The first day of spring

Broadcasting seed between the storms

March 20th marked the March equinox and the first day of spring. Here at Timber Butte it was accompanied by a harsh cold storm that covered the already thawing earth with six inches of wet snow. It was only the day before that we planted bare root fruit trees in our new small orchard, and trenched a main water line through the vegetable garden. Getting snow in late March is not unusual but it still felt a little out of place – much like the last protest from a winter season that was finally losing its grip.

Seasons always change. It’s just what happens year after year, but the weather patterns that accompany them are not always so predictable. Working with the land requires timing; I’ve discovered that what seems like nothing more than a bit of good old fashioned luck on the part of a farmer is actually a sensitivity to both the seen andunseen world. Great farmers have a gift.

For the last two years I’ve anticipated the reseeding of our west hay field which recently had become overrun with noxious weeds. About five acres of the field were so encroached with Skeleton weed that it had lost all productivity. It was even to the point that I hadn’t bothered to cut and bail it the season before. The only hope for renewing this acreage required replanting it with new seed, a process that first involved disking up the old fallow ground and harrowing it smooth enough to take seed. In order to do this the soil can’t be too wet to drive a tractor on, or too dry to effectively be broken up; especially with the small farm equipment we own. I have discovered after two years of failure it is a tricky matter which provides a very short window of opportunity. A week ago I woke up with the feeling that this window of opportunity had come. The bite of winter was still in the air and the idea of driving around all day sitting on an open tractor seat made my old bones ache just thinking about it. But, somehow I knew it would possibly be my best and perhaps only chance to get it done. In truth I wasn’t very excited about it. However, by the end of the day I felt very blessed. Nancy and I managed to hand broadcast a hundred pounds of dry-land alfalfa and grass mix over the entire pasture. And to top it off, the very next day brought a driving rain which continued for the better part of a week. It actually ended with those six inches of wet snow on the first day of spring. All this to say – our timing was perfect and a great lesson was learned.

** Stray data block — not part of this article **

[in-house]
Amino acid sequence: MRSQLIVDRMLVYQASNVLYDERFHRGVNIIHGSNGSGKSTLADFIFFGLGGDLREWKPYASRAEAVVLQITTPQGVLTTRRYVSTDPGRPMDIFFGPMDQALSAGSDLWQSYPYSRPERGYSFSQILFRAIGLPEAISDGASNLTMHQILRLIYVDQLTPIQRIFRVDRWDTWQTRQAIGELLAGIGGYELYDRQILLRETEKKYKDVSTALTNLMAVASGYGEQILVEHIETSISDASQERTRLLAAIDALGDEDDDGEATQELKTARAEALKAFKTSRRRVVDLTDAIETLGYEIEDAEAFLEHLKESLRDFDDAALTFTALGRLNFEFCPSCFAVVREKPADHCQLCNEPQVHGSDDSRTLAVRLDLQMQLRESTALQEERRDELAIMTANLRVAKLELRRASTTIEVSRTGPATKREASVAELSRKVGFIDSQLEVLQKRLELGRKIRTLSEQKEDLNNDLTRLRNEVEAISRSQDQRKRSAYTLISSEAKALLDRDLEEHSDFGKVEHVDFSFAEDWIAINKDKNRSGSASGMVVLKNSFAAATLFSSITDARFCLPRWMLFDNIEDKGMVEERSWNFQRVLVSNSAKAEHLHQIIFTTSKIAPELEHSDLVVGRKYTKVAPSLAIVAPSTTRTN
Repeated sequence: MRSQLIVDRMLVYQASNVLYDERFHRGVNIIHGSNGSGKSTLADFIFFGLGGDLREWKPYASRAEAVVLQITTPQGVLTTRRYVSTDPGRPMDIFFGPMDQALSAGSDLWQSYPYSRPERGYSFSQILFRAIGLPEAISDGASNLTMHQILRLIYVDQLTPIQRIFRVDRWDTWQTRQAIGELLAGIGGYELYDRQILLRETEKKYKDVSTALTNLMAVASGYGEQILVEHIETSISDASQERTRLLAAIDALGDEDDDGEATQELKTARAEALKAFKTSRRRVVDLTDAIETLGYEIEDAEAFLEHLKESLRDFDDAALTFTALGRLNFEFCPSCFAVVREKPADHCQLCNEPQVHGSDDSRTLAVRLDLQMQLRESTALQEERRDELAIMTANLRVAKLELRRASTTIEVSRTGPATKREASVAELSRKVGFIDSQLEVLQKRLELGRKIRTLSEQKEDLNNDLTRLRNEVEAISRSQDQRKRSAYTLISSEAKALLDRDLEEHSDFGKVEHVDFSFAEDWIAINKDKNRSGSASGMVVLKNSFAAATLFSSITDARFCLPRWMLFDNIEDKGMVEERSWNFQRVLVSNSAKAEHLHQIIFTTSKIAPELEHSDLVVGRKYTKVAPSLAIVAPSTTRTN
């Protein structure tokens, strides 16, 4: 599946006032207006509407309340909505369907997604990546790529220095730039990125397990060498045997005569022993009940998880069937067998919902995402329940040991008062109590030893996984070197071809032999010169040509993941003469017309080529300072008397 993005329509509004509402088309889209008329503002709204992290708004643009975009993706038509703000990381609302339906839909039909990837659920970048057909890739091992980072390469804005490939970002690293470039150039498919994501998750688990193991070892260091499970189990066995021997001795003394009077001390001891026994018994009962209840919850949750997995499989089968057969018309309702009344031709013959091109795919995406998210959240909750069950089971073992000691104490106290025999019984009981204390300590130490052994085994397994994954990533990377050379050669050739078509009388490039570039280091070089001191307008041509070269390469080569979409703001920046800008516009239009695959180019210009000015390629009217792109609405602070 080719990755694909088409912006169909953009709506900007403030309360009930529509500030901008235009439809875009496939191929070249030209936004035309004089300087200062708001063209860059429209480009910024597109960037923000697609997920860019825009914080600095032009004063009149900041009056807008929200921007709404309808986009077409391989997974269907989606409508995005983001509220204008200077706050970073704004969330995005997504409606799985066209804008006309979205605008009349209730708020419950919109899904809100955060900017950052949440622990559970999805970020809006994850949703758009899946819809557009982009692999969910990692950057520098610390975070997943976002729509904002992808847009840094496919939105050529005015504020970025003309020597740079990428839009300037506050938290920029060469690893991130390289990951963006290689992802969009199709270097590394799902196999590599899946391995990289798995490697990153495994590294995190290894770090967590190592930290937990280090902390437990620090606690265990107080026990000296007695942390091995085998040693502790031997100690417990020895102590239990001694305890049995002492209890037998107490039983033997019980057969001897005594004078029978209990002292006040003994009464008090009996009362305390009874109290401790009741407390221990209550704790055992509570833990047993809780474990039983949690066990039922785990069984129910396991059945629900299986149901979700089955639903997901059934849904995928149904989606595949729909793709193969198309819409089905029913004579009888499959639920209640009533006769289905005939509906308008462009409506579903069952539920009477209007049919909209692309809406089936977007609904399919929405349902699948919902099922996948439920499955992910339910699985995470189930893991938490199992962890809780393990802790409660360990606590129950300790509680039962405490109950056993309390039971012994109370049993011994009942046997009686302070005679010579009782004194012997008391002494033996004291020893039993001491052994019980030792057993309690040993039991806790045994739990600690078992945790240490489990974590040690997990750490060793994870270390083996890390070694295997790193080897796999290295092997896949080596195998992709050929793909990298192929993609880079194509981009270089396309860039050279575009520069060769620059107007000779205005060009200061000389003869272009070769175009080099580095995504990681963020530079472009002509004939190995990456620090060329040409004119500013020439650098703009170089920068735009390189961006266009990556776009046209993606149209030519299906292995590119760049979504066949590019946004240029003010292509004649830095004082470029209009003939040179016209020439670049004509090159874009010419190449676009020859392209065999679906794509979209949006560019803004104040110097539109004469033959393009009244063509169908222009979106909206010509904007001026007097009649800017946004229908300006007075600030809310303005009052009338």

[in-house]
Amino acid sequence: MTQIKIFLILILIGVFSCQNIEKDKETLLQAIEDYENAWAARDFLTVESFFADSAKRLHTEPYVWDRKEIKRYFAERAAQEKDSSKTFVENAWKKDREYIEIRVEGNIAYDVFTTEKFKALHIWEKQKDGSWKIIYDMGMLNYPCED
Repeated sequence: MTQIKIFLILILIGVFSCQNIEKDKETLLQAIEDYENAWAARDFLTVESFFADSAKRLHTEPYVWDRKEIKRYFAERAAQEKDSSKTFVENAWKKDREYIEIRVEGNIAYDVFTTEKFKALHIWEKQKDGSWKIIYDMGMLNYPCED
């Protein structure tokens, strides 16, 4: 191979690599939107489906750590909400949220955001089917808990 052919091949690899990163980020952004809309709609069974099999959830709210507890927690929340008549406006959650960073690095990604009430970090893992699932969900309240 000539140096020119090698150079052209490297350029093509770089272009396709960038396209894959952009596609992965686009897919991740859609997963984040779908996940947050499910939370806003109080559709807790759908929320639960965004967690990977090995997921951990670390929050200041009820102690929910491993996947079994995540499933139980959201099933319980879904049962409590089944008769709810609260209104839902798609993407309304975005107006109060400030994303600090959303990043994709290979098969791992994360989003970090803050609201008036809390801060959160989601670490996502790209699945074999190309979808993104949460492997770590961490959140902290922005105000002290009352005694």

I am constantly reminded of Paul’s exhortation in Romans 1:20 where he tells us that man is without excuse from knowing God because he has revealed himself through his creation; his eternal power, invisible qualities and divine nature. In other words, his supernatural nature can be clearly seen in the natural world. One of the characteristics which we can clearly see is the fact that he is a God of rhythms and seasons. He loves constant change, but it is change that coordinates rhythmically and in harmony with his greater plan in the context of creation. For years a farmer’s success was dependent on his ability to be sensitive to these rhythms and seasons – even to the point of becoming a part of them. It wasn’t the farmer’s goal to alter or manipulate them, but to flow with them. This wasn’t simply a matter of predicting weather patterns, but the stewardship of soil, water, pollinating insects, and everything else that would inevitably negatively impact the long term health and productivity of the land.

This reality doesn’t end with farmers and land, but can be translated into every aspect of life. It gives us an understanding of why we as humans need to have sensitivity to the rhythms and seasons of life. It reminds us of the importance of flowing with them rather than resisting or fighting against them.

One famous quote by Solomon says that there is a season for everything under heaven; not just to plant and harvest but a time to be born and to die, a time to kill and to heal, to tear down and to rebuild, to cry and to laugh, to grieve and to dance. (Ecclesiastes 3)  For me there are two key issues revealed through this passage: one is to simply comprehend the fact that God works in allseasons of our lives so that we don’t fret so much during the harder, dry seasons. The second is that we might grasp and nurture a greater sensitivity to God’s rhythms – so we can more effectively participate and flow with his will rather than fighting against it.